Maggi says the planned closure is not only a problem for Ticino. “Companies in Zurich and [Italy’s] Lombardy will suffer if links to customers and suppliers become more costly and difficult.”

The expert is sceptical about the possible alternatives to the construction of a second tunnel to relieve traffic during the long renovation phase. “It’s utopian to think all traffic can be transferred from road to rail, and proposals to introduce a shuttle system or keep the Gotthard pass road open year round are only theoretical.”

There are also people opposed to spending billions for the new Gotthard rail tunnel if at the same time road capacity is increased.

Maggi does not agree with this argument. “The new rail tunnel has not been conceived to absorb almost all road traffic passing through the Gotthard, but rather to transfer heavy goods transport from road to rail over a period of time. It’s unthinkable to try to return to the [traffic] levels of the 1990s. It’s already a success to have evened out the volume of traffic between the two systems.”

According to Maggi, one just has to look at the situation in the rest of Europe.

“The majority of motorway tunnels are dual-bore. Therefore the question is only to do what is considered normal everywhere else. The second tunnel could be financed by the private sector – which was the case for the Channel Tunnel and the bridge between Malmö and Copenhagen – and investors would have the right to collect tolls. That would mean that the road would not automatically be preferred to the railway.”

If everything were to proceed without any hitches, Lombardi believes the second tunnel could be completed within seven to eight years. He adds that everything depends on the politicians who must decide on the issue in 2012.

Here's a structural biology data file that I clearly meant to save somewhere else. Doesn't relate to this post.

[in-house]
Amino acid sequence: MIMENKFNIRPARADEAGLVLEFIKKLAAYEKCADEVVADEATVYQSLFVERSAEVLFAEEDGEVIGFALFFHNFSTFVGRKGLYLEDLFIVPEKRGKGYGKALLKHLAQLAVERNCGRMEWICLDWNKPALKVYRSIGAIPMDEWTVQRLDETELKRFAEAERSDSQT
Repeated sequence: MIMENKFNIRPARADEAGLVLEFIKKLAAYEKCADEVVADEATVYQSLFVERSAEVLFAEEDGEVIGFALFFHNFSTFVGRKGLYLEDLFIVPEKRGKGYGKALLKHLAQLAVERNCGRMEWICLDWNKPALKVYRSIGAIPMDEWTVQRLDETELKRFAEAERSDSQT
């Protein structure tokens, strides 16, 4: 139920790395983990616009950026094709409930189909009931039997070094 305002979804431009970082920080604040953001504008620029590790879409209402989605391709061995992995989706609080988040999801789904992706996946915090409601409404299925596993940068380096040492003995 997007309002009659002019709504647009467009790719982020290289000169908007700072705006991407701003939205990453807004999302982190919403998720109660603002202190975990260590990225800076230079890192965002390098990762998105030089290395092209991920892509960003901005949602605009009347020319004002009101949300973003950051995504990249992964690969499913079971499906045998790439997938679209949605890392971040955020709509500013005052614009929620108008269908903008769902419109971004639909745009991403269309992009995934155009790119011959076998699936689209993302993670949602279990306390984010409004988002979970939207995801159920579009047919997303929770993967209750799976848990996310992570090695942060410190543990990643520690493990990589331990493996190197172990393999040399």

Gotthard road tunnel renovation

The authorities say the tunnel’s road surface must be redone, as well as the structure’s intermediate ceiling plus the ventilation and drainage systems.

Also planned is a shortening of the distances between the service bays, and an increase in the width of the lanes.

The Federal Roads Office presented four options for carrying out the work: the first two have been favoured by the government.

 

Option 1: complete closure for 2.5 years costing SFr650 million (road works) and around SFr600 million for measures to provide alternatives for traffic during the closure.

Option 2: Closed for 280 days of the year (from September to late June) for 3.5 years. This would cost SFr752 million (road works) and SFr670 million for traffic alternatives.

Option 3: Closed for the five months of winter over 7 years. This would cost SFr890 million (road works) and SFr557 million for traffic alternatives.

Option 4: Closed for the 7 months of summer time over 5 years. This would cost SFr810 million (road works) and SFr492 for traffic alternatives.

Transport Minister Doris Leuthard says a decision will be taken next year on which option the government will choose, without providing results of any further studies on the possible consequences of the closure.

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Traffic flows

Around 1.25 million trucks passed through the Alps in 2010, according to the transport ministry – far above the target set by the government.

Swiss voters approved a proposal in the early 1990s to transfer freight from road to rail as a way of protecting the mountains from increased road traffic. The official target is to allow a maximum of 650,000 trucks per year by 2018/19, after the new railway tunnel under the Gotthard opens.

 
According to law, the government can submit extra measures to parliament should the target not be met.

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(Translated from Italian by Dale Bechtel), swissinfo.ch